Izzy parlayed that into seven saves, which lifted him to that milestone No. 300 for his career this week in San Diego.
And now Izzy will hand that closer's role to Bobby Parnell -- as soon as Sunday afternoon, in fact.
But on a wild late Saturday afternoon at Citi Field -- after firefighters had extinguished thick black smoke that billowed from an automotive shop across the street from the stadium -- K-Rod and Isringhausen shared the late-inning center stage.
In his first relief appearance as a visitor at Citi Field, K-Rod recorded a pair of outs, walked Ruben Tejada, then allowed a game-tying double to Josh Thole and two-run homer to Angel Pagan. A half-inning later, though, with the Mets up 9-7, Isringhausen allowed all four Brewers he faced to reach.
Izzy departed with the Mets clinging to a one-run lead and the bases loaded. Manny Acosta eventually allowed all three inherited runners to score. Milwaukee won 11-9 to drop the Mets five games under .500 for the first time since June 3.
Afterward, manager Terry Collins expressed frustration with how six Brewers who reached on walks or a hit by pitch all scored. Yet Collins again applauded the Mets' resolve in rallying from a one-time six-run deficit.
"We lost the game, but in my estimation, it didn't go to waste," Collins said.
Of course, Collins needs results in order to validate what the Mets have accomplished this season, and to guard against a late-season free fall eroding a generally positive season.
Victories will be no easy task. After completing a series with the NL Central-leading Brewers on Sunday, the Mets head to Philadelphia to face the NL East-leading Phillies. The Mets then return home to face the wild-card-leading Atlanta Braves.
Isringhausen felt terrible about Saturday's meltdown.
"No excuse," Isringhausen said. "I warmed up in the bullpen fine. I got out there and I just lost it. I couldn't find the strike zone. Terry did the right thing when he did taking me out. Like I said, it's on me. When guys come back, and our team comes back, and I go out there and do that, it's just a debacle. I mean, it ranks right up there as one of the worst ones of my career."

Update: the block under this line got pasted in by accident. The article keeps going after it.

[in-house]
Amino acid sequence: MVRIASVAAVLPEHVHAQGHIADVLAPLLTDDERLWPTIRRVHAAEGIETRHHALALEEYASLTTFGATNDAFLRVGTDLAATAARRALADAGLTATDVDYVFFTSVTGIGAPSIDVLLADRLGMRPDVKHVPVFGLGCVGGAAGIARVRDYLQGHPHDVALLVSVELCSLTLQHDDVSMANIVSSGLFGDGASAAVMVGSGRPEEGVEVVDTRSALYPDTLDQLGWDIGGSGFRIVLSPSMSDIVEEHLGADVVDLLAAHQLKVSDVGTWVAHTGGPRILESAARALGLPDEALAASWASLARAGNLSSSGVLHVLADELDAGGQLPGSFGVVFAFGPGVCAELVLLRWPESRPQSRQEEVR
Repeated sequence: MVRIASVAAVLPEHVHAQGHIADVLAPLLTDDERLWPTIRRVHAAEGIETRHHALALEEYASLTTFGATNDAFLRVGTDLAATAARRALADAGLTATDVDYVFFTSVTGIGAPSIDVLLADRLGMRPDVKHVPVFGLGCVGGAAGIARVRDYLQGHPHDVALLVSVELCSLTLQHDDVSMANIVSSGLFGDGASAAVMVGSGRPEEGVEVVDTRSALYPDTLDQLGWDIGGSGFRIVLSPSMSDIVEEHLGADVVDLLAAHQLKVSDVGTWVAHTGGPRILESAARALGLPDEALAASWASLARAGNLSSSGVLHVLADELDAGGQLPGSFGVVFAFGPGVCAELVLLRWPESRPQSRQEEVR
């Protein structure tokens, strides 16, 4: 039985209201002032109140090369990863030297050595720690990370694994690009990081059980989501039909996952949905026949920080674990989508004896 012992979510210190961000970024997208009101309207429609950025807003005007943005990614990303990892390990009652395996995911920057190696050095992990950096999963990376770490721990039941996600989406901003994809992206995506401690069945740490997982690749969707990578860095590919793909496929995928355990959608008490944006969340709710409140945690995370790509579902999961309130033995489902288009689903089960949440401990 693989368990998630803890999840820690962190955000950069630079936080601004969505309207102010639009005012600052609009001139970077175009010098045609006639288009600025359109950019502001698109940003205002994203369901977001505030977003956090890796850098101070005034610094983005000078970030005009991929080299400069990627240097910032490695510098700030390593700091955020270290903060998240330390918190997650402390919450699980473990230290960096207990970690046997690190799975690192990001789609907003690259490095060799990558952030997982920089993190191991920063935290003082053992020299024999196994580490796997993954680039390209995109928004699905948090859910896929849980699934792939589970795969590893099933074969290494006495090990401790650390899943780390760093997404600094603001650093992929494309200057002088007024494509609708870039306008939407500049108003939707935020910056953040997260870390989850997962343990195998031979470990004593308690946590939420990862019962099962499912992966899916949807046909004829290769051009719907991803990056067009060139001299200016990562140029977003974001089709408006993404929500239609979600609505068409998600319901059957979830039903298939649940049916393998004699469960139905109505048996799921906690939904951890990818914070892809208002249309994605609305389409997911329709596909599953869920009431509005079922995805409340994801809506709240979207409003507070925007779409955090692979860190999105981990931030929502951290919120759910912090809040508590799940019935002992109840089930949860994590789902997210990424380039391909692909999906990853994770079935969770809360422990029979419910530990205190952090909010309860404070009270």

Entering for the bottom of the eighth, K-Rod was greeted rudely by the Citi Field faithful, but that was to be expected.
"Just another team. Another ballclub," Rodriguez insisted about his own emotions. "That's how I see it. I've got a job to do. When you're home, the home crowd is going to give you a [positive] reception. When you're on the road, they're going to boo you. Simple as that."
Rodriguez professed no rustiness or injury-related issues, but that might have been spin. K-Rod injured his left leg beating out an infield single a week ago and had not pitched since last Saturday. He still had significant discoloration on the inside of his left leg from a muscle pull, and moved around gingerly in the clubhouse, after facing the Mets.
K-Rod, trying to protect a one-run lead, regretted walking Tejada with two out to start the rally.
"I had him 0-2 and walked him," Rodriguez said. "Pretty much I put myself in that situation right after that walk with two outs."
Still, K-Rod thought center fielder Jerry Hairston Jr. had caught Thole's ensuing shot to center. Instead, it went off Hairston's glove for a double and Tejada scored the game-tying run from first base.
"I thought it was a ball that had been caught," Rodriguez said. "I didn't notice the ball was on the ground. When I saw the runner [Tejada] already turning to second, and then second to third, I knew he was going to score easily after that."
As for serving up the two-run homer to Pagan, K-Rod said he just left a changeup up. Just as Isringhausen had done, Rodriguez made no excuse.
"It was right down the middle," K-Rod said. "Actually, the ball didn't do anything. It just flattened out -- right down the middle. Twice before, [throwing] that [changeup], the ball dove. So that means I finished it. And that one I didn't finish. That's why it stood up right down the middle."
Said Collins: "I'm disappointed the way it ended. No question about it. But they played nine innings, and that's what I asked them every day -- to play nine. Go out there and play 27 outs as hard as you can and see what happens."